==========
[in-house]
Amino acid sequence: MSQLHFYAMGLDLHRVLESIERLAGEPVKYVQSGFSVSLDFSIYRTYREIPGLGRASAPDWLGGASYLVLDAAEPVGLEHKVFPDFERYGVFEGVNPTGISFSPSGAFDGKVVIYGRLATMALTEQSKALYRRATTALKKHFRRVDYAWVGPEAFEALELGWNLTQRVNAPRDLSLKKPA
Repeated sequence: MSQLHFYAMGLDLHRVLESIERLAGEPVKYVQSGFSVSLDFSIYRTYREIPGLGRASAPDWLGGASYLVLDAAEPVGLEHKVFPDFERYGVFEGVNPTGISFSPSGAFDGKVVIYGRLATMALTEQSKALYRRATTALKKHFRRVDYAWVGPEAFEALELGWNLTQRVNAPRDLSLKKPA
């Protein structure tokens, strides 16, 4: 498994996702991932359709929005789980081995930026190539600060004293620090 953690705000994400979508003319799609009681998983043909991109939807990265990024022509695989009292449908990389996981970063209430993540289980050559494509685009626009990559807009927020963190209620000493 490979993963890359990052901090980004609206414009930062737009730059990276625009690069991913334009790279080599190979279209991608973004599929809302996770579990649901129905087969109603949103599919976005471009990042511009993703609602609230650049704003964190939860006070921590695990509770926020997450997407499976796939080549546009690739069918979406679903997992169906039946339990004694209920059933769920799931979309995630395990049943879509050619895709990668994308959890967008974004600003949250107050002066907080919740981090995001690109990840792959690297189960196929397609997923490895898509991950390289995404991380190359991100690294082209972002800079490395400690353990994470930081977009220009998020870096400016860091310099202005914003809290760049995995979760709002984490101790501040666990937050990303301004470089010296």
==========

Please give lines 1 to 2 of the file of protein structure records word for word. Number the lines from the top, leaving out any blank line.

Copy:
[in-house]
Amino acid sequence: MSQLHFYAMGLDLHRVLESIERLAGEPVKYVQSGFSVSLDFSIYRTYREIPGLGRASAPDWLGGASYLVLDAAEPVGLEHKVFPDFERYGVFEGVNPTGISFSPSGAFDGKVVIYGRLATMALTEQSKALYRRATTALKKHFRRVDYAWVGPEAFEALELGWNLTQRVNAPRDLSLKKPA